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What about using a linux live cd, that would by pass any software keyloggers, once your up you can TOR or SSH to something else, that will bypass there email system. The only point of failure is a hardware keylogger... but come on, a school isn't going to install a hidden (because if its visible remove it) keylogger in every machine.

Well, the internal PCI ones are not so visible. Still, they are fat too expensive for a school to justify.

Edited by Irongeek
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Hey IG, how's the keylogger review coming along? I am looking forward to it.

Are you dropping boocoo dollars on a variety of hardware keyloggers, or what?

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Are you dropping boocoo dollars on a variety of hardware keyloggers, or what?

Irongeek is a po' pimp'n cash_money millionaire who makes the bigg tym'n dolla dolla billz...

You didn't know that?

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Tiny bit off topic but; If you want privacy while using MSN use Simplite it offers encryption like AES...

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Are you dropping boocoo dollars on a variety of hardware keyloggers, or what?

Irongeek is a po' pimp'n cash_money millionaire who makes the bigg tym'n dolla dolla billz...

You didn't know that?

I've had my suspicions.

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If I "sign my emails" and the other party doesn't have a certificate, they can't read it? I use outlook as a mail client.

Here's how AMERICA works. You are supposed to have privacy for your everyday life. The government cannot monitor people "in case" they might do something. (supposedly) Private orginizations organizations ignore this and moniter monitor whomever they feel like, because legally, they are allowed do it to. Ethically, I think that this sucks, but nobody cares what I think. The fifth amendment of the constutition constitution {the right to due-process and protection against self incrimination and interrogation? are you sure you don't mean the 4th?} has something to say about this. I believe I have a right to privacy, even though I have nothing to hide. This is basic "life in America" expectations.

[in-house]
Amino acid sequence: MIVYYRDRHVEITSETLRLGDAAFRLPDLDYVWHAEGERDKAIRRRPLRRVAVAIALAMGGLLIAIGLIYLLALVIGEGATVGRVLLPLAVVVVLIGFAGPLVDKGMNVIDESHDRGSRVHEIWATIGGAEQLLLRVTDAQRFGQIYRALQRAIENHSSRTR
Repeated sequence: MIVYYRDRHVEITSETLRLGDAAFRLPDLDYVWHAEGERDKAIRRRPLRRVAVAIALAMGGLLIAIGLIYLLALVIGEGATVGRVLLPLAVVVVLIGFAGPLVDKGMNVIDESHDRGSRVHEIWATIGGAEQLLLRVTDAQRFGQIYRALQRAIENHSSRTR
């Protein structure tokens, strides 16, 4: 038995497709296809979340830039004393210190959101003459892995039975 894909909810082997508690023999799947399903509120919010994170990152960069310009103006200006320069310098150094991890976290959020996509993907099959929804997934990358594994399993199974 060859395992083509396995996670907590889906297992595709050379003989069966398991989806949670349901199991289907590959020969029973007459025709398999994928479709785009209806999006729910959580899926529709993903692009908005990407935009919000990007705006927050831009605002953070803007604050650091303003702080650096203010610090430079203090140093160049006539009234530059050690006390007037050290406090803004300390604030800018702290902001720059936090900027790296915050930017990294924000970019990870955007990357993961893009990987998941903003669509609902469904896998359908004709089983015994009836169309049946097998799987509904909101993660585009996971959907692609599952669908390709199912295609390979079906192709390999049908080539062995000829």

but how can I have secure communication with, say, a girl I just met on campus?

a - you signed away any expectations of rights when you enrolled, read all your system access clauses; I'm betting your university could sell your search history to a third party if they wanted to. :P

b - you can only use email/messenger programs with encryption if either the encryption is built-in or the other party is using the additional steps you are (like pgp-desktop, an msn-plugin, certificates etc). You would have to setup the encryption for her, instruct her how to set it up, use a third-party method that has the encryption built in, or live with the system you have in place and the monitoring therein. The third party must be a member of the certificate group in order to use the certificate, and certificate exchange on a network you don't trust is the next issue.. who's signing the certs (self-signed? even more insecure.. woot).

c - what sort of 'allah-akbar-jihad sleeper-cell underpants-gnome toad-licking satanic-cult' communications do you have going on over a campus network that you are so paranoid?

btw /me steals irongeeks pimpin bag-o-cash (the one with the dollar sign on it) and hides it in ohms account.. nobody will ever think to look there.

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btw /me steals irongeeks pimpin bag-o-cash (the one with the dollar sign on it) and hides it in ohms account.. nobody will ever think to look there.

rofl

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Tiny bit off topic but; If you want privacy while using MSN use Simplite it offers encryption like AES...

Simplite, like all other encryption, is only useful when the other party has it as well. Otherwise, it's all plaintext (I used SimpPro for two years and all my data was in plaintext because no one else used it).

@SeaL: No, I'm 100% serious. After all, it's the University's network and their assets at stake, they are free to do with it whatever they please and legally, they're given the power to do so. After working at a University for nearly three years, you get to learn little tidbits like that.